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Improved Demand & Sullen Supplies Propels Copper Recovery

Posted on 13th July 2020 by Hanish Kumar Sinha, Head - Research & Development, NBHC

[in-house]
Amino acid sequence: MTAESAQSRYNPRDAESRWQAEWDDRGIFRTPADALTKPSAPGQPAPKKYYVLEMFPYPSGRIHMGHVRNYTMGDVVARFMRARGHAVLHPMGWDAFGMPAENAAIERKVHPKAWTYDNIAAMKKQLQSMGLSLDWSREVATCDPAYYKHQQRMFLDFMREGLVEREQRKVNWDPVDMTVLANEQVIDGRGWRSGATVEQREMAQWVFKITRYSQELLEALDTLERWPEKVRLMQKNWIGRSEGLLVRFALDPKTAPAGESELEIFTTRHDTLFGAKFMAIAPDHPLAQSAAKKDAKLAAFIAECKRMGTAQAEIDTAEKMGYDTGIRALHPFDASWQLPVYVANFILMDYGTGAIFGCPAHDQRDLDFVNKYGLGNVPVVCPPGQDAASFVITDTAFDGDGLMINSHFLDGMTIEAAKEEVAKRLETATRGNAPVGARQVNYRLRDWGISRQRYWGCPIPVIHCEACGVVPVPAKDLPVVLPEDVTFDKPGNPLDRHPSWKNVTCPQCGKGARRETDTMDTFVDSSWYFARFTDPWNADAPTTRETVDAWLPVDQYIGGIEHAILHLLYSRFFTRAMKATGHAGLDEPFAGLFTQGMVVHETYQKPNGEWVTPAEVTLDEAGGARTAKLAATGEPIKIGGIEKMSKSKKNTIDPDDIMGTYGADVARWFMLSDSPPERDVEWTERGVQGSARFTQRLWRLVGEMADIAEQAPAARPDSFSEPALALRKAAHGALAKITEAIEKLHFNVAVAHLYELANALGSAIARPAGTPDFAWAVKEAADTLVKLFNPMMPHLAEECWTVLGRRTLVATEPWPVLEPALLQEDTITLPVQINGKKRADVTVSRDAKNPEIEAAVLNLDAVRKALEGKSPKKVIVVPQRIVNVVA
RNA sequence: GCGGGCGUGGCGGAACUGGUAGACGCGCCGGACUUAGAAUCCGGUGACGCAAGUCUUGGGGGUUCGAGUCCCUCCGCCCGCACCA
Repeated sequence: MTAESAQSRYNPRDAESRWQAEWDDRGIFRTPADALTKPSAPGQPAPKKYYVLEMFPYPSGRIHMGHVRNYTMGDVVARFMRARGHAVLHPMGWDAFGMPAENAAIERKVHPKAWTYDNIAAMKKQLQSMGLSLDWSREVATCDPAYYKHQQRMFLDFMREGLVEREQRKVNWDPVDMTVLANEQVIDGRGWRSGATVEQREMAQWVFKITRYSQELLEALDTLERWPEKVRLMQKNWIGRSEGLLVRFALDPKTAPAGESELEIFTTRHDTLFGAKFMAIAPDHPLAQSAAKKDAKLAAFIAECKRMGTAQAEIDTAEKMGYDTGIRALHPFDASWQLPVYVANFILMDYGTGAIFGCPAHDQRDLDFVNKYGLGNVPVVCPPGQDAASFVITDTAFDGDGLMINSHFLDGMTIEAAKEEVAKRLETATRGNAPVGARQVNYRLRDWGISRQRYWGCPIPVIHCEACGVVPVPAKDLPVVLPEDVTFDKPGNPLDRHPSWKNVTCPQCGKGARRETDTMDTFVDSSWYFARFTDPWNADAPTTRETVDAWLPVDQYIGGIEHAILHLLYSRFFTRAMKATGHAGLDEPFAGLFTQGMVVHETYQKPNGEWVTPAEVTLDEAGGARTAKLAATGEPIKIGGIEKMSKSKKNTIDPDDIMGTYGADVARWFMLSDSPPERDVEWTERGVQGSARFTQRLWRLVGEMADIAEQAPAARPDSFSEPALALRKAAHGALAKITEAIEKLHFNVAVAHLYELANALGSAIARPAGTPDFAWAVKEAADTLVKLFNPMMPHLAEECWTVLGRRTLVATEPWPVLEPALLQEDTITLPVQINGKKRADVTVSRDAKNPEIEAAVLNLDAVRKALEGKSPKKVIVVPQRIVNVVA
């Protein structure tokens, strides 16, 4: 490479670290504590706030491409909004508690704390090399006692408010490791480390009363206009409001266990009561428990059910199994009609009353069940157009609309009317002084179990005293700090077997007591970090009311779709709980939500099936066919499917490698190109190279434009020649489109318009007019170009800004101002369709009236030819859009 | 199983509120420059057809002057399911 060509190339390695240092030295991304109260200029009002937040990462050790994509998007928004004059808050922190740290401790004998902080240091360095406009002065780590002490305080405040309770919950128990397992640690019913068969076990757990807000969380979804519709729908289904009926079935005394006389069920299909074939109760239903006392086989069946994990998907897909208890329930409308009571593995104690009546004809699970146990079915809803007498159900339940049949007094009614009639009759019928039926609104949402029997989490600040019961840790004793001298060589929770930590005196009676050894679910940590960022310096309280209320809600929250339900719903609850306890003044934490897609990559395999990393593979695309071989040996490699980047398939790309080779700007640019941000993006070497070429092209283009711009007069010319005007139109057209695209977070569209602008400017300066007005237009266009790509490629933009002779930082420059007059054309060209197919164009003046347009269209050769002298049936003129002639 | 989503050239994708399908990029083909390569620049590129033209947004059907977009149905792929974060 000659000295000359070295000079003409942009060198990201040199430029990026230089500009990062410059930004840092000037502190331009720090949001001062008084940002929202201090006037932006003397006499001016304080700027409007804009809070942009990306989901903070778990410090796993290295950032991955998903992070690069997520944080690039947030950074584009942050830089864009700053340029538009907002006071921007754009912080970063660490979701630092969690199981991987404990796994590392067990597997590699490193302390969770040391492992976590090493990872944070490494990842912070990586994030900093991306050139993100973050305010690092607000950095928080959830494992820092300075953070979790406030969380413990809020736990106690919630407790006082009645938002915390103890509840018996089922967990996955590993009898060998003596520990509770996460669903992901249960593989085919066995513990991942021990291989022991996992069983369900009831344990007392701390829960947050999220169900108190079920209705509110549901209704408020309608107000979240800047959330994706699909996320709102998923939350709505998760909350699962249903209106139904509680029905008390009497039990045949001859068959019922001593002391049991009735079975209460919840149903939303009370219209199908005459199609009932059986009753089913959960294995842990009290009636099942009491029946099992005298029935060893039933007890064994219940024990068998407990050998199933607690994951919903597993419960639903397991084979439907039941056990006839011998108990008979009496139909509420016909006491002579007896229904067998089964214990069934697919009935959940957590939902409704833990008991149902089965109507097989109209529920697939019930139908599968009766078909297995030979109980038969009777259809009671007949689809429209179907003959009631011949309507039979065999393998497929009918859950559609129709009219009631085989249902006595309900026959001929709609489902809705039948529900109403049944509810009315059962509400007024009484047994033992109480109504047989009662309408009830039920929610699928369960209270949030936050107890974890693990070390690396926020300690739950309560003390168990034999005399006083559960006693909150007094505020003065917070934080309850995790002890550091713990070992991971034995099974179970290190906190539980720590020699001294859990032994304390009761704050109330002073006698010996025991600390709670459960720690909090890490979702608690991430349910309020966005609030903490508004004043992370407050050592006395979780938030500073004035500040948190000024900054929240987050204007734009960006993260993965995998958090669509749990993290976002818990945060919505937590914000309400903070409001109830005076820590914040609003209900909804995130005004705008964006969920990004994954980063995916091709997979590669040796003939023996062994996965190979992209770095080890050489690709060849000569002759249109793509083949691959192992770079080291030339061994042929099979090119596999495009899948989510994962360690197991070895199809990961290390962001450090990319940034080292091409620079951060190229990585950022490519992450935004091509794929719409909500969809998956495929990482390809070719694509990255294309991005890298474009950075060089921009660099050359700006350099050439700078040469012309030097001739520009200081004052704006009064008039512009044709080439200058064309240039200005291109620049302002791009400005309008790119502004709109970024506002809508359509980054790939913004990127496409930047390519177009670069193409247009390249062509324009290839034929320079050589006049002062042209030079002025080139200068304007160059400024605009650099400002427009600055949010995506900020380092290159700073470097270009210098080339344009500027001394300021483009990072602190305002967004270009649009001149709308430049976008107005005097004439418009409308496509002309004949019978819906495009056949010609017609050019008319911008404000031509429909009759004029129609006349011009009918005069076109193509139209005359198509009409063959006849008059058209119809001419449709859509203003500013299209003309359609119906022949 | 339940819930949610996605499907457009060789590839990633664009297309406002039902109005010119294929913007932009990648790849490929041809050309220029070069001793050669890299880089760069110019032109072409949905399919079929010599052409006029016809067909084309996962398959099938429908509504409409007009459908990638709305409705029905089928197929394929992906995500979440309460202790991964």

The market is learning to live with Covid 19 and amidst significant dent in the supply owing to Covid cases in major mining areas of Chile; the copper market has made significant recovery in the last 15 to 20 days. The South American nation had recorded 298,557 cases of the virus as of July 7, with the state-owned copper mining company, Codelco, confirming that 2433 of its staff had contracted the virus. Work at all of Codelco’s Northern District projects including Gaby, Ministro Hales and Radomiro and Tomic have now been temporarily suspended.BHP Group has ramped down activity at its Cerro Colorado copper mine in Chile. The mine produced 71,700 tonnes of copper in 2019, accounting for about 1.2 per cent of Chile’s total production. Apart from the supply of the raw copper, the extensive lockdown measures across the world had stalled the scrap generation machine, and trade data available for the top scrap exporting nations indicated a more than 50 per cent year-on-year contraction in supply. The death toll from the virus in Peru, the world’s no. 2 copper producer, now stands at 10,589, the 10th highest in the world, based on data from Johns Hopkins University. For confirmed cases, the Andean country has the fifth-highest in the world. Looking further ahead, the supply impact of the coronavirus is expected to extend far beyond this year, as 2020 has already seen capital expenditure guidance cuts from copper miners and the mine project pipeline is shrinking owing to lockdown-related delays.